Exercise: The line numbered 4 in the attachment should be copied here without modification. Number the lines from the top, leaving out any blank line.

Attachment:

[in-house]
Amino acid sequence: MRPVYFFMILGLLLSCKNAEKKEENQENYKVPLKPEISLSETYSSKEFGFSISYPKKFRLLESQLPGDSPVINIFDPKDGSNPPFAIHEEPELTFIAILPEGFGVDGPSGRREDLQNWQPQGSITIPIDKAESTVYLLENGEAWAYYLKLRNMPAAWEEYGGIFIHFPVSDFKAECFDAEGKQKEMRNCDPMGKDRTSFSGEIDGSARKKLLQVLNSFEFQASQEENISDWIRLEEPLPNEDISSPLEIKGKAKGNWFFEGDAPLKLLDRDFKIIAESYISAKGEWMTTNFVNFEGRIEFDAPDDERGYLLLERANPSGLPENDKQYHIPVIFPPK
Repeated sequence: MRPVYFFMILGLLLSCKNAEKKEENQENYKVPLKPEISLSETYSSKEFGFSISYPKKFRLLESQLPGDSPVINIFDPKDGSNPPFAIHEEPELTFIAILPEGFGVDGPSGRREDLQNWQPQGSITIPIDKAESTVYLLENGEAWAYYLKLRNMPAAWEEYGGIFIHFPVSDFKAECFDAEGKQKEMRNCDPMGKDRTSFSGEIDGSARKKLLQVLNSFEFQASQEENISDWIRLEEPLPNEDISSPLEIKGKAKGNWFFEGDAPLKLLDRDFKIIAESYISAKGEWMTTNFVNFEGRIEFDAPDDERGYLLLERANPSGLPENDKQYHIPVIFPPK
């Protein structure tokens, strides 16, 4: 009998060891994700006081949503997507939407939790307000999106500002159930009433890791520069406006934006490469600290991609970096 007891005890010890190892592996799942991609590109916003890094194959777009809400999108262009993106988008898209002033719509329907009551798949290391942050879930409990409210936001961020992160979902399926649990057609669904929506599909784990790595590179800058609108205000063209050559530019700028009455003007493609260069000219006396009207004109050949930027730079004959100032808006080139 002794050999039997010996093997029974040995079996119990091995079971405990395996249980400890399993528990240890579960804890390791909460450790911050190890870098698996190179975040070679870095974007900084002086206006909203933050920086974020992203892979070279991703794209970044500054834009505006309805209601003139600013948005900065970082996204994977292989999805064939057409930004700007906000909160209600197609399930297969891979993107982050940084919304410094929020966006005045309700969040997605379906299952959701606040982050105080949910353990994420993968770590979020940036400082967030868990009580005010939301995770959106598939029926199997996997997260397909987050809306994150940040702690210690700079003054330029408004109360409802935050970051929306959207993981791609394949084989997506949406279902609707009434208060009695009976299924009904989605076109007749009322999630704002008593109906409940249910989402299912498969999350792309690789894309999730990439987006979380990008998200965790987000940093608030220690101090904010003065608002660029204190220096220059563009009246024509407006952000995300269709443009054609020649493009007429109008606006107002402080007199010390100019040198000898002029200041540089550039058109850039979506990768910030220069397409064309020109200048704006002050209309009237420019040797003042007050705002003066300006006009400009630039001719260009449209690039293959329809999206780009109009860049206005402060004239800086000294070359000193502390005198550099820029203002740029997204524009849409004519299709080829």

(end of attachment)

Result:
């Protein structure tokens, strides 16, 4: 009998060891994700006081949503997507939407939790307000999106500002159930009433890791520069406006934006490469600290991609970096 007891005890010890190892592996799942991609590109916003890094194959777009809400999108262009993106988008898209002033719509329907009551798949290391942050879930409990409210936001961020992160979902399926649990057609669904929506599909784990790595590179800058609108205000063209050559530019700028009455003007493609260069000219006396009207004109050949930027730079004959100032808006080139 002794050999039997010996093997029974040995079996119990091995079971405990395996249980400890399993528990240890579960804890390791909460450790911050190890870098698996190179975040070679870095974007900084002086206006909203933050920086974020992203892979070279991703794209970044500054834009505006309805209601003139600013948005900065970082996204994977292989999805064939057409930004700007906000909160209600197609399930297969891979993107982050940084919304410094929020966006005045309700969040997605379906299952959701606040982050105080949910353990994420993968770590979020940036400082967030868990009580005010939301995770959106598939029926199997996997997260397909987050809306994150940040702690210690700079003054330029408004109360409802935050970051929306959207993981791609394949084989997506949406279902609707009434208060009695009976299924009904989605076109007749009322999630704002008593109906409940249910989402299912498969999350792309690789894309999730990439987006979380990008998200965790987000940093608030220690101090904010003065608002660029204190220096220059563009009246024509407006952000995300269709443009054609020649493009007429109008606006107002402080007199010390100019040198000898002029200041540089550039058109850039979506990768910030220069397409064309020109200048704006002050209309009237420019040797003042007050705002003066300006006009400009630039001719260009449209690039293959329809999206780009109009860049206005402060004239800086000294070359000193502390005198550099820029203002740029997204524009849409004519299709080829």